This week, a federal judge in New Orleans rejected a lawsuit that sought billions of dollars from energy companies for their role in eroding Louisiana’s coast, which protects the state from flooding by violent storms from the Gulf of Mexico, especially hurricanes. As we look ahead this year toward the ten-year anniversary of Hurricane Katrina (August 2005), in 2015 we reflect on the lingering consequences for people and habitat.
Ten years after Hurricane Katrina, land continues to disappear from under some of the US` first climate refugees. Louisiana pledged $50bn to save the rapidly vanishing coastline, but the state is struggling to find the money.
A series of lawsuits could change that equation and hold the world`s largest oil companies accountable for their role in the environmental crisis.
Meanwhile, Louisiana is a state in the United States whose economy simultaneously depends on the fossil fuel industry and is deeply affected by climate change brought on in part by its activity. Environmental watchdogs say that regulators have fast-tracked approvals for fracking operations in the Gulf of Mexico, accelerating the damage without conducting proper environmental impact assessments.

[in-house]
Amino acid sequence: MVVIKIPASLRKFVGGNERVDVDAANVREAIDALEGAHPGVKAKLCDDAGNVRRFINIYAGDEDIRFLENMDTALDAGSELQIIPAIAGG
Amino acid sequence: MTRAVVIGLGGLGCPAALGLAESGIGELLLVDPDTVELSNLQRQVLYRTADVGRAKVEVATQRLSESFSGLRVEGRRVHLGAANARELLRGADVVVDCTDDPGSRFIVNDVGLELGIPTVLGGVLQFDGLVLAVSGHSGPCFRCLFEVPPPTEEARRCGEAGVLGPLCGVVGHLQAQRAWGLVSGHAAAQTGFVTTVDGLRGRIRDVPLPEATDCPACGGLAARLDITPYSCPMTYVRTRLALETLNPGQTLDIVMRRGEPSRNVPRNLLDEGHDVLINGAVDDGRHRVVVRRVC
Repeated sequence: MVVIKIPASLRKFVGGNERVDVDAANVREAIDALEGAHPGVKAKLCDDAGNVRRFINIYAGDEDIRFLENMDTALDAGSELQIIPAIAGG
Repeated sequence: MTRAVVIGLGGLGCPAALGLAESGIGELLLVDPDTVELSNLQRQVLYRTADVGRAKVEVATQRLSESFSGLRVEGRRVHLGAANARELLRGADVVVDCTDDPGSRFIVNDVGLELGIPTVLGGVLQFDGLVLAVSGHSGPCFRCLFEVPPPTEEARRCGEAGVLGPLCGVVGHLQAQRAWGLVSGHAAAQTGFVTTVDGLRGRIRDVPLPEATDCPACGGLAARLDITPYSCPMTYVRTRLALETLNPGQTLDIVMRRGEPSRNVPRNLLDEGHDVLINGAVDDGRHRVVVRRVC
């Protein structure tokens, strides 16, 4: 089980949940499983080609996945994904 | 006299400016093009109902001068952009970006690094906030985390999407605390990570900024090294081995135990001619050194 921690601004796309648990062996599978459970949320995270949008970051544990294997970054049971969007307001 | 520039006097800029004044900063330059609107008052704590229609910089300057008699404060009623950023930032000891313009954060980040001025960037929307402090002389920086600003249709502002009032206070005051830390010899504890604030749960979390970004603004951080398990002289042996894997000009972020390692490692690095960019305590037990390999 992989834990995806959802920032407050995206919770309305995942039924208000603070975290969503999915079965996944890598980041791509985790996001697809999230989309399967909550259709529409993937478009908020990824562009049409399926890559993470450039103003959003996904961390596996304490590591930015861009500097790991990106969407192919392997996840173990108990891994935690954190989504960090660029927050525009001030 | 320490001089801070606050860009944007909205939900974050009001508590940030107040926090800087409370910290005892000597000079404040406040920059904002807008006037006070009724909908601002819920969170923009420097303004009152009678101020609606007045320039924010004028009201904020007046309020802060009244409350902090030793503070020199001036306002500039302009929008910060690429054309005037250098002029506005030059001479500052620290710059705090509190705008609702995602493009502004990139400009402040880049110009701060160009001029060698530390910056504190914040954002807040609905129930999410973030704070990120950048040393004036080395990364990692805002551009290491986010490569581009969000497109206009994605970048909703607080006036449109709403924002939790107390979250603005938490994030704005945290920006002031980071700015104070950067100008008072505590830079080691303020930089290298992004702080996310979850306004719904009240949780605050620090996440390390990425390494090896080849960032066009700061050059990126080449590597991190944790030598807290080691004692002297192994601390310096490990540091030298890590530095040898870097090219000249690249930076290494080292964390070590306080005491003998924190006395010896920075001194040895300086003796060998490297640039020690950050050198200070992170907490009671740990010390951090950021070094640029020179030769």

The following set of articles and videos explore Louisiana`s vanishing habitat and thes state’s ambitious restoration plan, the fate of its coastal communities, and how the offshore fracking boom could impact both.
Other useful references:
Andy Tully, “Judge Dismisses Suit against Energy Companies over Louisiana Erosion” oilprice.com (16 February 2015)
Kevin McGill, “U.S. judge dismisses suit over La. coastal erosion,” Associated Press (14 February 2015)
The Times-Picayune “coastal erosion lawsuit” blog
The Disappearing Delta (Al Jazeera “Faultlines” broadcast)
Louisiana Coastal Land Loss Simulation 1932–2050
The Water Institute of the Gulf
Louisiana Coastal Wetlands: A Resource at Risk (USGS Fact Sheet)
Restore or Retreat, Coastal Erosion: Facts and Figures
Photo: The disappearing delta. Source: Al Jazeera.